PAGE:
Die Bauern (1927) engl.

Die Bauern (1927)
Interview between Alexandra Hopf and Nadia Schneider Willen, collection curator, Migros Museum, Zuerich


Nadia Schneider Willen (NS): During your TaDA residency, you worked on a project entitled “Die Bauern (1927)” (the peasants). It is a multi-layered artistic project based on a fictitious encounter between two historical personalities, Bertold Brecht and Kasimir Malevich, who together intend to create a theatre play with the above-mentioned title – Brecht as author and Malevich as costume designer. As is often the case with your projects, this work is accompanied by a publication, in this case proclaimed to be the programme for the play’s performance. It contains fragments of a dialogue between the two protagonists, your own texts, and excerpts from historical sources. The publication is beautifully in keeping with the spirit of that age, but also includes clear references to our own digital age. Besides, your work also contains patterns for costumes as well as pictures of objects that can be interpreted as costumes designed for the play. The images in the programme are in black and white, but one can still recognise that the garments have been made to shine by various applications to the fabric, and one can sense that the material used for the cover is related to this. You yourself developed the objects – you call them “costumes” only in the context of the fiction you created – during your residency in Arbon. Together with the publication, they form the content of “Die Bauern (1927)”.


First of all, I would like to understand how you developed this complex and highly research-intensive project. What elements served as your starting point for the development of the objects during your TaDA residency, and what followed on from this? Did the experiments with materials and techniques carried out in collaboration with the specialised firms influence your project, and if so, in what way?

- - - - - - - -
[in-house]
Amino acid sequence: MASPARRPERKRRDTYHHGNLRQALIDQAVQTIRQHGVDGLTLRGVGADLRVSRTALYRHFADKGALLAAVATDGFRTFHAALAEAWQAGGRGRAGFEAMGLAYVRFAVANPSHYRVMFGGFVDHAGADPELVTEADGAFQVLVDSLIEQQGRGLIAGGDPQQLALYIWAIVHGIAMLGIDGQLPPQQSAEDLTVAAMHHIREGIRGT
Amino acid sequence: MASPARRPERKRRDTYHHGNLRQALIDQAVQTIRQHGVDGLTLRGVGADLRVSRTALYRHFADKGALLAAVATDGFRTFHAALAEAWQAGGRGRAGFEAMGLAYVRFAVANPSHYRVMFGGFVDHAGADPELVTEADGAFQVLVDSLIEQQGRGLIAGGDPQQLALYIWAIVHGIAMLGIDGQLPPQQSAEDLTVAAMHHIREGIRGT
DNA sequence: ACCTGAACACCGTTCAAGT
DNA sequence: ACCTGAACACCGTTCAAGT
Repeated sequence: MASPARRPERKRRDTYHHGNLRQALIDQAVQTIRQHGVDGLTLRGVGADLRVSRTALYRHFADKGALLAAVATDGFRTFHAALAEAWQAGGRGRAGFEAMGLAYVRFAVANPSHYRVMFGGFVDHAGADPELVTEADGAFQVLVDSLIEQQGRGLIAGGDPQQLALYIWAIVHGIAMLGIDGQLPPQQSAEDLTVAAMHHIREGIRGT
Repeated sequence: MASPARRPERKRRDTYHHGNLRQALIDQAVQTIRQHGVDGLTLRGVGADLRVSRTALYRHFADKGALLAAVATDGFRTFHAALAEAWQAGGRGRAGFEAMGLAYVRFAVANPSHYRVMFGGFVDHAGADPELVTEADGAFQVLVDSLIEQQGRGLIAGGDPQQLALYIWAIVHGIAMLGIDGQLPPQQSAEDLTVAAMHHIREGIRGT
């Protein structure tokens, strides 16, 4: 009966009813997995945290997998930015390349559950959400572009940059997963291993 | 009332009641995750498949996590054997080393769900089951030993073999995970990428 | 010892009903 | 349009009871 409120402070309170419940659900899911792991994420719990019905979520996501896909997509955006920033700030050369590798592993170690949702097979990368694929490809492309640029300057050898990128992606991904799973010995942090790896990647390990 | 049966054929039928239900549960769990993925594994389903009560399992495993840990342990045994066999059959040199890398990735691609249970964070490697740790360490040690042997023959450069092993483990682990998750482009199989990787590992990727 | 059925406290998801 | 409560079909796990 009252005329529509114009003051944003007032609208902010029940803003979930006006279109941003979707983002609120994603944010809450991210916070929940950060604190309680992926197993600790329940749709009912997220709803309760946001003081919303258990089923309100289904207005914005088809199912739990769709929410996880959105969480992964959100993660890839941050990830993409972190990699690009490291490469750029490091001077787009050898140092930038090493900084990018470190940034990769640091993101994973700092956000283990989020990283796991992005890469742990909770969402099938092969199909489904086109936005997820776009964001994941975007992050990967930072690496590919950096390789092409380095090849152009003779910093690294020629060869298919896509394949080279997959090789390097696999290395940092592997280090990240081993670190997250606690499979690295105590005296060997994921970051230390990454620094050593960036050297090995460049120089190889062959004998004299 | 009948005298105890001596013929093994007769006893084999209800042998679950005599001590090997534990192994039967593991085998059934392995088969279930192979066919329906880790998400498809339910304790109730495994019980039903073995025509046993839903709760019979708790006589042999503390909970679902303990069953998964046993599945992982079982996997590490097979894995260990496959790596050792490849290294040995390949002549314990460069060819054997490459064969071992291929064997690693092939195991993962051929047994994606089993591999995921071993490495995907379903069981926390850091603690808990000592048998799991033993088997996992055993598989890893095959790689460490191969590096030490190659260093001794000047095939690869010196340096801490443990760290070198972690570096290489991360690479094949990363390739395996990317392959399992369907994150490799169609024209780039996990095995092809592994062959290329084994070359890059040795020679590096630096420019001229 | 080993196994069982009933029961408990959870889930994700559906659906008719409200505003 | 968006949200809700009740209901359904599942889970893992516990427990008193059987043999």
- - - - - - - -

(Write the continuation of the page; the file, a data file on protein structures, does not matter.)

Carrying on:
Alexandra Hopf (AH): For some years now I have been closely studying the Russian avantgarde of the early 20th century, which included visions of new humans, a new humankind for the future under communism.  

As my starting point, I took Kasimir Malevich’s late paintings of farmers created in 1927. Although the pictures show lonesome and faceless farmers in their fields, the representations nevertheless emit a metallic glow reminiscent of Russian icons. I found this contradiction fascinating. How can the connection to nature (or rather the loss of this connection) embodied by the peasants and new technology of that era (the industrialisation of agriculture) be transmitted and conveyed in our day and age by means of pictures and materials?

At Lobra, a firm situated in Thal that specialises in processing and customising various film and sheet materials, I punched and cut various forms out of retro-reflecting material and laminated them onto natural materials such as jute and linen. Thanks to its high level of visibility, retro-reflecting material is also used for reflecting heat (thus for thermal protection shields) in many areas. It is a material for the future, with its reflection and efficiency factors constantly being improved.